This is the fourth in a series of articles reviewing the individual changes in the UEFI 2.4 specification. This time, we're looking at the requirement that the EFI_NO_MEDIA error be returned from a wide variety of network related protocols. Typically, EFI_NO_MEDIA indicates that there is no storage media (for disk-related functions) or no cable (for network related functions).
This update requires the low-level networking drivers to produce this error on their implementations of the Transmit() and Receive() functions in the Managed Network Protocol (MNP) and then each of the networking standard drivers that consume this protocol will propagate this error upwards to their callers. So, for example, the IP4/IP6, UDP4/UDP6, TCP4/TCP6 protocols have Transmit() and Receive(), the DHCP4/DHCP6 protocols have Start() and Stop() functions and the MTFTP4/MTFTP6 protocols have ReadFile() and WriteFile(). All of them now can report EFI_NO_MEDIA.
Why? So that calling applications can quickly determine if the cable is removed and decide to take appropriate action. Previously, there was no status code which clearly described this scenario, leaving the caller to try and decide if some sort of timeout had occurred due to a routing issue, or due to the cable not being present. Now the callers can make an intelligent choice.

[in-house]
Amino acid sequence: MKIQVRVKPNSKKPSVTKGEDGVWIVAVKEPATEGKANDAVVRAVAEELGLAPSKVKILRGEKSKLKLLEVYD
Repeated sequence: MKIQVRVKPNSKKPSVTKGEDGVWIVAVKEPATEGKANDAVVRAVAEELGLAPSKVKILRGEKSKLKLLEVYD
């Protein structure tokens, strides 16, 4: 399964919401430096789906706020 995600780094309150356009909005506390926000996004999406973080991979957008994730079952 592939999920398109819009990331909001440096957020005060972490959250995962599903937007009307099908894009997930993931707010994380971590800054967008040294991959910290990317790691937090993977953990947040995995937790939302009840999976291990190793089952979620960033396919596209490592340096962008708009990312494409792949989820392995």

Strangely, the SIMPLE_NETWORK protocol was not updated, although it is called out in the notes. My feeling is that this was either (a) a mistake or (b) a determination that some existing drivers couldn't handle the updated language.
UEFI is becoming a more capable networking platform all the time. Don't be surprised if higher level networking standards make their appearance soon. Then we'll wonder why we ever booted ;-)